The construction for \(y=H(u)\) is nearly complete. We continue to extend its graph to both the left and right such that \(H'(u)=c_3\) if \(u>u_N\), \(H''(u)<0\) if \(u<u_P\); \(u_Q\le -2\), \( H'(u)\ge 1\) for \(u\le u_Q\), \(H(u)\in C^1(-\infty , \infty )\). In this way, Eq. (4) has at least two limit cycles.

*g*(

*x*) as follows:

It is clear that the conditions (*i*), (*ii*), (*iv*) and (2) are satisfied. Since \(G(x)=kx^2/2\) for \(x\le 0\), \(G(x)=x^2/2\) for \(x>0\), \(u_Q=-c_0\le -2\), \(u_D=1\), by the transformation \(u=\sqrt{2G(x)}\mathrm{sgn}x\), we have \(x_1=-\frac{1}{2}\), \(x_2=1\), it follows that \(0<|x_1|<x_2\), \(G(x_1)=\frac{c_0}{2}>\frac{1}{2}=G(x_2)\), and \(G(-x)>G(x)\) for \(x>0\). Thus, the conditions (iii) and (\(\beta \)) in (v) are also satisfied. This concludes the construction of the counterexample.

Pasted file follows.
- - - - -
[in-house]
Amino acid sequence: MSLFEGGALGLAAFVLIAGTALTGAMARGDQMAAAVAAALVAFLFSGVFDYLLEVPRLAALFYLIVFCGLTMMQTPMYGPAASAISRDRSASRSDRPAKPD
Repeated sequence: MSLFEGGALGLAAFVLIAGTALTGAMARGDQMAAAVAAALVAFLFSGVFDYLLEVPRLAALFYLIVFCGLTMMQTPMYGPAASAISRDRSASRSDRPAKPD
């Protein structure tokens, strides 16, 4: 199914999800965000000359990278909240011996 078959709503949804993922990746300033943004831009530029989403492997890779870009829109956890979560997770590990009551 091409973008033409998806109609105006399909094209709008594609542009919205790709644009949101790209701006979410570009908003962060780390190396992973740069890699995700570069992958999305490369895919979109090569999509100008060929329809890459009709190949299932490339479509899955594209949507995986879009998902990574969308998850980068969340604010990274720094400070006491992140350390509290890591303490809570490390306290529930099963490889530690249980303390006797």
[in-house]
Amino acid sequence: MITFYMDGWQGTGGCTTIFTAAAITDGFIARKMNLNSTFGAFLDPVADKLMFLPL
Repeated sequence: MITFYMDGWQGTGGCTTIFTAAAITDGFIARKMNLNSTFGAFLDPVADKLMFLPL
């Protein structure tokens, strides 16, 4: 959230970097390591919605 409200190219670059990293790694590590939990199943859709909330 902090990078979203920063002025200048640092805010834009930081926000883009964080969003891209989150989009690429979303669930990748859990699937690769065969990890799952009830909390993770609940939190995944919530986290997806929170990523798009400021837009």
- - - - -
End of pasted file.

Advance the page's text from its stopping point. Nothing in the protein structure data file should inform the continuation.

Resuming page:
## 3 Existence, Uniqueness and Hyperbolicity of Limit Cycles

In this section we give some sufficient conditions for the existence, uniqueness and hyperbolicity of limit cycles of system (1).

### Theorem 3.1

*F*(

*x*) and

*h*(

*y*) are continuously differentiable on \(\mathbf R\), and condition \((v^*)\) holds if one of the following conditions

- (i)
\(G(x_1)=G(x_2)\);

- (ii)
if \(G(x_1)<G(x_2)\) then \(max_{x_1 \le x \le 0}[{G(x)+W(x)}]\ge G(x_2)\);

- (iii)
if \(G(x_1)>G(x_2)\) then \(max_{0 \le x \le x_2}[{G(x)+W(x)}]\ge G(x_1)\).

This theorem will be proved by showing that if \(\gamma \) is a closed orbit then its characteristic exponent \(\int _{\gamma }-f(x)dt<0\), where \(f(x)=(d/dx)F(x)\). This shows that \(\gamma \) is hyperbolic and stable (see, for example, [3, 17, 19, 20]).